These are the parts of yourself that need treatment. I’ve spoken to many people who have named various “bad” parts of themselves, including themselves in active use. These are the parts that are embarrassing and maybe you wish didn’t exist. You don’t like them, and neither does anyone else. Society locks them up, hospitalizes, medicates, ignores, makes fun of, forgets about, denies, uses, leaves behind, protects against, lashes out at, fixes, throws away and is disappointed in them.
An example: “The Thief”- One male I spoke to recounted how he can stop using but cannot stop compulsively stealing. I asked his age when he started stealing and what his life was like before and after the behavior. He spoke of being neglected by his parent, going to school dirty, never having nice possessions and being made fun of. He was too young to buy things himself, so he took stuff. Problem solved. Somewhat. We reflected for a while and this man came to realize that the thief in him saved the dirty abused neglected child. Without the thief, he would have to feel all the emotions of the original young part of himself. The thief seems bad but helped him. Many women start prostituting to have independence and support themselves. They feel desirable and in control. One woman told me, “It is the only job that I could never get fired from.” She became tearful explaining that she held a job that she loved at Dollar General but lost it because she relapsed.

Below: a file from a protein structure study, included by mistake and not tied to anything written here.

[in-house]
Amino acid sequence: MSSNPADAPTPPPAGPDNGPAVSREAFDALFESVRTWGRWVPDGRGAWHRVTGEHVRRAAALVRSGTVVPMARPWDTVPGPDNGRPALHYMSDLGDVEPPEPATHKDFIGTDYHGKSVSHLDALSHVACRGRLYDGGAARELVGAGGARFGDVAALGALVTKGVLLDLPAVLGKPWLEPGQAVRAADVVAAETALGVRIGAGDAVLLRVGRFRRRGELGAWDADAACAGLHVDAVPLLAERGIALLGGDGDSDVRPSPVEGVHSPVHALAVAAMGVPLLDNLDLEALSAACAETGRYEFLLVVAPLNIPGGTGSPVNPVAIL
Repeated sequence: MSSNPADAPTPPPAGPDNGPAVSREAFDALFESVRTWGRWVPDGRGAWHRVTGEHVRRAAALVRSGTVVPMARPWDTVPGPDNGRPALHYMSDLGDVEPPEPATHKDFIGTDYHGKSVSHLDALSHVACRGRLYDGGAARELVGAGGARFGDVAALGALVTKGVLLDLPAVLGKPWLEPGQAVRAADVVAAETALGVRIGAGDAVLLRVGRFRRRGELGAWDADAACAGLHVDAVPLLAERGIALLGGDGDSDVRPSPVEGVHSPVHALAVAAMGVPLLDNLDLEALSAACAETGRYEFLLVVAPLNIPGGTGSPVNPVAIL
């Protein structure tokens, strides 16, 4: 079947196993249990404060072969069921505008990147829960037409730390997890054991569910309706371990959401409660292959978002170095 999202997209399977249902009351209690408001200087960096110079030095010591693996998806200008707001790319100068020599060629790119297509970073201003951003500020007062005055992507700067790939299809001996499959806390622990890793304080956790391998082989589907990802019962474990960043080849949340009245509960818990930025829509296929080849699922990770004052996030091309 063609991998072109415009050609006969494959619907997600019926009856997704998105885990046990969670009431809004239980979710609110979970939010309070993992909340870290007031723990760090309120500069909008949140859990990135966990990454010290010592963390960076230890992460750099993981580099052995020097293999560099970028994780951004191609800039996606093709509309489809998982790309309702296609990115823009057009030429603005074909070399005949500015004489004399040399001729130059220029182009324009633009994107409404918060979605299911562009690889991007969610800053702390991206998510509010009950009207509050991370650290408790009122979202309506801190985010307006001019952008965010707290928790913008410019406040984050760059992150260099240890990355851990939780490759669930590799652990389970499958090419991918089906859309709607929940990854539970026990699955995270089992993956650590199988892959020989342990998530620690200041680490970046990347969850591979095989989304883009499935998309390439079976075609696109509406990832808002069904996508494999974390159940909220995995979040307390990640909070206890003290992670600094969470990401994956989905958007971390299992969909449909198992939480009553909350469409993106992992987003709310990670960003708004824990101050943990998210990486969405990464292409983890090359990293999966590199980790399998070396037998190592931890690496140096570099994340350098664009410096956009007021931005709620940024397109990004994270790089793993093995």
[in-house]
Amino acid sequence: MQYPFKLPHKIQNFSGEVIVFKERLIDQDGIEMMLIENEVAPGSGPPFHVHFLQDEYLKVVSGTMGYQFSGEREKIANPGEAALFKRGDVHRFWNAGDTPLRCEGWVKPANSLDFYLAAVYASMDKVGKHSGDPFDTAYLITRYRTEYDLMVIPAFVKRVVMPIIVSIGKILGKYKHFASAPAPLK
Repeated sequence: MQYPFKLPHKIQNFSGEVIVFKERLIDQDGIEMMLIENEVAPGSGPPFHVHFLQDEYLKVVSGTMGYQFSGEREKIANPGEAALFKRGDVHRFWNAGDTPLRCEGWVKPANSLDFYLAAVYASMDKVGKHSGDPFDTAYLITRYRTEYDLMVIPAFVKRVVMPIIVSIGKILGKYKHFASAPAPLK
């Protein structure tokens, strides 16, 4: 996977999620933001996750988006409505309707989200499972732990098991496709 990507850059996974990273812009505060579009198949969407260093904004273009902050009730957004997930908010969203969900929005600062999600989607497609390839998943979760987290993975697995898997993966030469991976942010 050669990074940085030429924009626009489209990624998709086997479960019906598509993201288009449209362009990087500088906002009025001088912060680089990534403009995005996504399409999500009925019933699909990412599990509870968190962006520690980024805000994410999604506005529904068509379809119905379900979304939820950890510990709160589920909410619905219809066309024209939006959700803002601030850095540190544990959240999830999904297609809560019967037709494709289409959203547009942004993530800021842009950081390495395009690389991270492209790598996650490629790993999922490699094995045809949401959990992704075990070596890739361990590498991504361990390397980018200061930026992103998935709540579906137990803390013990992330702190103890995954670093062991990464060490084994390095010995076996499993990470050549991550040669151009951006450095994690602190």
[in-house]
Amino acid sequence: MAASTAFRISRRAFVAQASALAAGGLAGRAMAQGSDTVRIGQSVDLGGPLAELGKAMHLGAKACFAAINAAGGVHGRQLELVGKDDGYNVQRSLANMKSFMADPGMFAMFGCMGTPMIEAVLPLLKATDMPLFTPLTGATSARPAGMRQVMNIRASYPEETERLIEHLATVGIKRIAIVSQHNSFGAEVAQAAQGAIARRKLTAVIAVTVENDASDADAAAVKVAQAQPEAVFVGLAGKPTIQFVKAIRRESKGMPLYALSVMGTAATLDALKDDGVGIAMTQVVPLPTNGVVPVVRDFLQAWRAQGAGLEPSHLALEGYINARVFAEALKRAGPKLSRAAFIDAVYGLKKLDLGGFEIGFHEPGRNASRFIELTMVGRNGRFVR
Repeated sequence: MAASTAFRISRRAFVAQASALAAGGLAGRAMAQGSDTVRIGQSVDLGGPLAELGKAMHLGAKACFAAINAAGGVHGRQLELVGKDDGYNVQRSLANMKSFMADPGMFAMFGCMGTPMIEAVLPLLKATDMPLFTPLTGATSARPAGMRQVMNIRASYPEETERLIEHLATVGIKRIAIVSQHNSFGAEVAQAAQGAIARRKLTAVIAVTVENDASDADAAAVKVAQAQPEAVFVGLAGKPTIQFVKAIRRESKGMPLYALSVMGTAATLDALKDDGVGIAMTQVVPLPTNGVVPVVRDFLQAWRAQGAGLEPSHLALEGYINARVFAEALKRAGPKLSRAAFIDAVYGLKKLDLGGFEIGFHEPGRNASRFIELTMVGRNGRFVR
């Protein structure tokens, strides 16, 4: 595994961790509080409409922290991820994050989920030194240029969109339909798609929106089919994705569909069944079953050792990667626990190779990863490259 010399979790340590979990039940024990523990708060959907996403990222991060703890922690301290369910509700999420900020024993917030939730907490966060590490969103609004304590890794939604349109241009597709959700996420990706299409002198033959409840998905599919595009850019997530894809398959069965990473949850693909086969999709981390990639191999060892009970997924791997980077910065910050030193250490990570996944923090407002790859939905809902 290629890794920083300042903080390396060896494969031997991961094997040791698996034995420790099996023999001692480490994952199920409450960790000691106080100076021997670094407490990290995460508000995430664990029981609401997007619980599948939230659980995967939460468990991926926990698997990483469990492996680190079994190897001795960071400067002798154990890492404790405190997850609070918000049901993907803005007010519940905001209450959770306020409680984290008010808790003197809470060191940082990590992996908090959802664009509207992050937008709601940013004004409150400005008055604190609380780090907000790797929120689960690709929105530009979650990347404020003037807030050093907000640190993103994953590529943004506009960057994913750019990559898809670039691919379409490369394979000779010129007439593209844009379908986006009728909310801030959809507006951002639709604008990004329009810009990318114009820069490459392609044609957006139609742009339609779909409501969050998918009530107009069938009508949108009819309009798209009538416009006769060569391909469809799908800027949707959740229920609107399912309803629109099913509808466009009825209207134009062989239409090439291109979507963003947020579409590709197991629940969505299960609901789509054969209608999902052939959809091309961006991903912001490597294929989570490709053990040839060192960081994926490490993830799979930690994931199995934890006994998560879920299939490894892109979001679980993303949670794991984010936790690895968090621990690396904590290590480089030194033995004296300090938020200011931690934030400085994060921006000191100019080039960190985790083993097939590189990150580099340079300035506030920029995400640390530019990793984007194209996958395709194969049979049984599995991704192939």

Many behaviors work great in our younger years then cause problems in adulthood. With treatment we can become aware of why we act as we do and identify more functional ways to meet our needs. We may have outgrown the old behaviors, but not realized it. When people get out of the lifestyle of addiction, they often realize that they like a peaceful ordinary life more than the excitement, material things and power of active use. They start to see though the illusions that were running their lives. They realize what is true and what falls away.
Group Exercise: Identifying Old Behaviors / Establishing New Behaviors
|Choose an unacceptable behavior. Write the age the behavior started. What were you like before this behavior?||What needs did the behavior take care of? What good things happened emotionally, physically, and socially for you? What is the name of the part of you that acted this way?
|What is a new way you can act to take care of your needs?
|What would you lose if that part of yourself changed? Boredom? Feeling vulnerable? Being happy with less? Feeling unsure it will work? Concern about your safety?|